Chapter 19
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Chapter 19. Sentencing and Punishment. Sentencing. The imposition of a criminal sanction by a judicial authority. Modern sentencing practices are influenced by the following five goals: Retribution Incapacitation Deterrence Rehabilitation Restoration . Sentencing.

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Chapter 19 l.jpg

Chapter 19

Sentencing and Punishment

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  • The imposition of a criminal sanction by a judicial authority. Modern sentencing practices are influenced by the following five goals:

    • Retribution

    • Incapacitation

    • Deterrence

    • Rehabilitation

    • Restoration

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  • Retribution – something demanded as payment.

  • Proportionality – degree to which a particular punishment matches the seriousness of crime or matches the penalty other offenders have received for the same crime.

  • Capital Crimes – crime which death is permissible punishment.

  • Corporal Punishment – punishment that inflicts pain or injury to a person’s body.

  • General Deterrence – theory that punishment serves to deter others from committing crimes.

  • Penitentiary – prison.

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  • Rehabilitation – restoring someone to their former status.

  • Incarceration – imprisonment.

  • Incapacitation – punishment making it impossible for an offender to re-offend.

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Contemporary Forms of Criminal Punishment

There are a variety of criminal punishment:

  • Monetary Fines

    • For first time offenders

    • Offenders are required to pay back as punishment

    • Forfeiture – sacrifice of ownership or some right as a penalty

  • Incarceration

    • Confinement is generally the only effective way to deal with violent offenders.

    • Prison is an effective incapacitator, but rarely an effective rehabilitator.

    • Boot Camp – program designed to employ a system of discipline like the military. Inmates are generally young, nonviolent offenders who have committed theft, burglary, forgery, and other nonviolent offenses.

  • Probation

    • Conditional release of a convicted criminal in lieu of incarceration.

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Contemporary Forms of Criminal Punishment

  • Community service

    • Offenders are required to perform a specified number of hours of service to the community, doing specified tasks.

    • Is required as one of several conditions of probation.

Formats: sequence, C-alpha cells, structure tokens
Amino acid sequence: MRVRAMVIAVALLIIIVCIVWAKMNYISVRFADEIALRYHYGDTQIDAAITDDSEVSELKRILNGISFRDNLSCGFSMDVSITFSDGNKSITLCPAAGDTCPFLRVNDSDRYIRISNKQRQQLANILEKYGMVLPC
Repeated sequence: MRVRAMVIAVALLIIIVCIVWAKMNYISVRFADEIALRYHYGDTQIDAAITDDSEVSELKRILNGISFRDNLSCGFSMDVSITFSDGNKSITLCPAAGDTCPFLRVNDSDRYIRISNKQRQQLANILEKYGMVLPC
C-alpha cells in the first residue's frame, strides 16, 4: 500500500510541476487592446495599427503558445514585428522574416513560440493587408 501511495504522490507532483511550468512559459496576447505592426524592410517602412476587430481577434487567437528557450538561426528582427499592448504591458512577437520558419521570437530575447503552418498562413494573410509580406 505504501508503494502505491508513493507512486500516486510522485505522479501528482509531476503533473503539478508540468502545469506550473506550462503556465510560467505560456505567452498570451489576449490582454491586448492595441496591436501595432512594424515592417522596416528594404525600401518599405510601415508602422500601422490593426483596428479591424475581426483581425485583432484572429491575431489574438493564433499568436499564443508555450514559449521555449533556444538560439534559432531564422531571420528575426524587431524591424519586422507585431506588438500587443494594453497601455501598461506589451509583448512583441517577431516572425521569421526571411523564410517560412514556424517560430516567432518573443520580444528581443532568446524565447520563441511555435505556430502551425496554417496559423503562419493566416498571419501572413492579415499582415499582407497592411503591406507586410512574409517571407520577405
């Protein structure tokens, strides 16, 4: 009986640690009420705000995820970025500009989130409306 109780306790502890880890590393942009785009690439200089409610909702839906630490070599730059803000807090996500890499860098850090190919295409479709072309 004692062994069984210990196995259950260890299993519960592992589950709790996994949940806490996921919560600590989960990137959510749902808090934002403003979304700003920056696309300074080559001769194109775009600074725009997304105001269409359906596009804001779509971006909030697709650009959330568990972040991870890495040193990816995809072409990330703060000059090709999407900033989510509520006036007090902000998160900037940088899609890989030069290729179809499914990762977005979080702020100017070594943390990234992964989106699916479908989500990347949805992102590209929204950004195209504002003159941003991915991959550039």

• Death penalty

    • 38 states currently authorize capital punishment for first-degree murder or other types of aggravated homicide.

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The Sentencing Stage of the Criminal Process

  • Presentence Investigation – investigation held before sentencing a convicted criminal to aid the court in determining the appropriate punishment.

  • Presentence Report – report containing the results of a presentence investigation.

  • Sentencing Hearing – hearing held by a trial court before the sentence is pronounced.

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The Sentencing Stage of the Criminal Process

  • Suspended Sentence – trial court’s decision to place a defendant on probation or under community control instead of imposing a sentence.

  • Concurrent Sentencing – practice in which a trial court imposes separate sentences to be served at the same time.

  • Consecutive Sentencing – practice in which a trial court imposes a sentence or sentences to be served following completion of a prior sentence or sentences.

  • Victim Impact Evidence – evidence relating to the physical, economic, and psychological impact that a crime has on the victim.

  • Victim Impact Statement – statement read into the record during the sentencing phase of a criminal trial to inform the court about the impact of the crime on the victim.

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Approaches to Incarceration

  • Indeterminate Sentencing – criminals are sentenced to prison for indeterminate periods until corrections officials determine that rehabilitation has been accomplished.

  • Definite Sentencing – legislatively determined sentencing with no discretion given to judges or corrections officials to individualize punishment.

  • Determinate Sentencing – process of sentencing whereby the judge sets a fixed term of years within statutory parameters and the offender must serve that term without possibility of early release.

  • Indefinite Sentencing – judge imposes a term of incarceration within statutory parameters, and corrections officials determine actual time served through parole or other means.

  • Mandatory Minimum Sentence – sentence in which the minimum duration of incarceration is specified by law.

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Approaches to Incarceration

  • Mandatory Sentencing – trial courts are constrained by law to impose prison terms of certain minimum duration.

  • Habitual Offenders – one who repeatedly commits crimes.

  • Three Strikes and You’re Out – statute that provides for mandatory life imprisonment for a convicted felon who has been previously convicted of two or more serious felonies.

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The Rights of Prisoners

  • Good-Time Credit – credit toward early release from prison based on good behavior during confinement.

  • Parole Revocation Hearings – administrative hearing held for the purpose of determining whether an offender’s parole should be revoked.

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The Rights of Crime Victims

  • Uniform Victims of Crime Act – law proposed by the Uniform Law Commission designed to provide uniform rights and procedures concerning crime victims.